Wednesday, 24 January 2018 07:37 AM GMT
Australian Open Day 10: Halep and Kerber set up blockbuster semi-final

Halep rolls past Pliskova

It’s probably a tactic she’ll want to avoid in future, but falling 0-3 down to Karolina Pliskova turned out to be an inspired move from Simona Halep.

Whether that early deficit sparked her into life or lulled Pliskova into a false sense of security, it worked in Halep’s favour as the world No.1 produced some of her best tennis of the tournament to embark on a nine-game winning streak, ultimately triumphing 6-3, 6--2.

Undoubtedly the superior player defensively, Halep was surprisingly the aggressor at times against Pliskova, notably hitting 12 winners in the first set to the Czech’s seven.

But as Halep’s level rose and rose, Pliskova’s nosedived. By the time she had fallen 3-0 down in the second set, the No.6 seed had hit three times as many unforced errors as her opponent.

The Czech did stop the rot, holding for 3-1, and while she began to connect with the ball better, she couldn’t reel Halep back in, with the world No.1 maintaining her advantage to reach the last four at Melbourne for the first time in her career.

"For sure it wasn't my best start, but I just knew I had to restart after three games, to stop missing as much and move better, which I did well in the end," said Halep.

Awaiting her in the semi-finals is Angelique Kerber, with both women unbeaten so far in 2018. Something's got to give...

Kerber rattles through Keys

Angelique Kerber surged emphatically into the Australian Open semi-finals with a 6-1, 6-2 demolition job on Madison Keys.

Billed as a matchup between Kerber’s renowned powers of retrieval and Keys’ heavy-duty shotmaking, the American was unable to make this into a contest and was swept off court and out of the tournament in just 51 minutes.

Where Keys had been devastating against Caroline Garcia in the previous round, here she was error prone and well below her best, failing to hit with the depth and accuracy required to breach Kerber’s defences.

Having said that, it would have taken a monumental performance to oust the German, such was the quality of her play.

Rock solid as usual in defence, the 2016 Australian Open champion is looking to add more aggression to her game - an ominous sign for the rest of the tour.

“I know I'm good from the defence, and this is what makes me strong,” said Kerber. "But on the other side I know that I have to try to improve my game, as well.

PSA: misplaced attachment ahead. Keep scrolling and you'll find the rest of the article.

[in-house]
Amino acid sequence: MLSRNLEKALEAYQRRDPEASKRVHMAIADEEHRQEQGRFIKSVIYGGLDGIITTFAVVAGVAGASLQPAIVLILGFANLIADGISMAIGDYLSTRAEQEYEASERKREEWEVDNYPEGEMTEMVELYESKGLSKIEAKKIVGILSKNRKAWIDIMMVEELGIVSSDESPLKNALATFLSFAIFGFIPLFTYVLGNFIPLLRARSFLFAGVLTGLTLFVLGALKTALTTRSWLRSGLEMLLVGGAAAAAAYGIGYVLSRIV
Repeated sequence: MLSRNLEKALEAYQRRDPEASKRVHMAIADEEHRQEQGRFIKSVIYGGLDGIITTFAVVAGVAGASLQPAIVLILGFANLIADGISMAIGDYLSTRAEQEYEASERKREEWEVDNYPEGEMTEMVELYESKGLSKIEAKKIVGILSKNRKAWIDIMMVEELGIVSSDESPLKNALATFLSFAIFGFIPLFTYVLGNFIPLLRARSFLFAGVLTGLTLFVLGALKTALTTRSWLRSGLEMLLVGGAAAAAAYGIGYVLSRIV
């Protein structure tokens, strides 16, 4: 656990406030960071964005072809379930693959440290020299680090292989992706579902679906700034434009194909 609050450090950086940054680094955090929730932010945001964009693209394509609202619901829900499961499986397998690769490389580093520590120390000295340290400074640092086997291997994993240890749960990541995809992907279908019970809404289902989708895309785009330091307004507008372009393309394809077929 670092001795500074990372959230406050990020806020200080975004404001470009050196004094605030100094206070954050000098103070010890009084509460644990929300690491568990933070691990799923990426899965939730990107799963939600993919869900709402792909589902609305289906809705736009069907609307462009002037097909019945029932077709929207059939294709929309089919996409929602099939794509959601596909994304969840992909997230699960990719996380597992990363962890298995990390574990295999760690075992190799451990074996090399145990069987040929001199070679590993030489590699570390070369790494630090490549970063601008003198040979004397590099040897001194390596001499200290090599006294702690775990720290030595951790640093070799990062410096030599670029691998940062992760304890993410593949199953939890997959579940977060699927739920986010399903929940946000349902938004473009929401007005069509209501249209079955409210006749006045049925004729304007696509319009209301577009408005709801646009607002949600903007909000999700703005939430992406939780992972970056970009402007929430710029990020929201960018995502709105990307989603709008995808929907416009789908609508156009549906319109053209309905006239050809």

“I know that I can play aggressive. I show this so many times during my practices. Now I just try to do it also during the matches. I think this was the goal for this season, and I try improving it in every single match.”

"She definitely played...more aggressive than any other time I have played against her,'' concurred Keys. "She was hitting winners, I really didn't have an answer for anything today.''

Keys’ weaponry did resurface early on in the second set, with the No.17 seed showing she could cause her opponent problems by recovering from 0-3 to 2-3.

But it was a fleeting glimpse of what the American is capable of, as Kerber quickly re-assumed control to march into the last four of the tournament, where she will meet either Simona Halep or Karolina Pliskova.

Hyeon continues on

Hyeon Chung backed up his breakout win over Novak Djokovic with a thoroughly professional, 6-4, 7-6(5), 6-3 victory over Tennys Sandgren.

Perhaps the most unlikely Grand Slam quarter-final matchup in recent years, both players had confounded expectation just to reach this stage.

Coincidentally, they had contested their first career meeting just a few weeks ago in Auckland. There, Chung had won in three sets, but Sandgren’s performance had given him confidence that he could compete at a higher level.

The American has certainly proved that in Melbourne, beating both Stan Wawrinka and Dominic Thiem in a career-best run.

But Chung proved to be a step too far, with the young South Korean further illustrating that his career trajectory is headed in only one direction.

Perhaps feeling the after effects of his five-set triumph over Thiem, Sandgren struggled with Chung’s movement in the opening stages, falling a set and a break behind.

Realising that he was often going to come off second best in extended rallies, Sandgren began to step into the court and showcase a very accomplished net game, recovering to lead 5-3 in the second set as a result.

Chung, whose level had dipped, rallied to force a tie-break, which would prove to be decisive. A tight affair filled with high quality tennis, Sandgren looked to have seized the initiative at 5-4, but netted and went long on two consecutive forehands, handing Chung a set point.

The 20-year-old grasped the opportunity to take a two set lead, and Sandgren’s challenge began to fade after Chung broke in a long service game at 2-1.

Serving at 5-3 up, Chung earned three match points at 40-0 and admitted he “was starting to think of what to do at the ceremony.”

The youngster quickly learned the importance of not getting ahead of yourself, though, as Sandgren as saved all three match points and then a further two in a highly entertaining passage of play.

But Chung would not be denied, and he claimed victory at the sixth attempt to become the youngest Australian Open semi-finalist since Marin Cilic in 2010.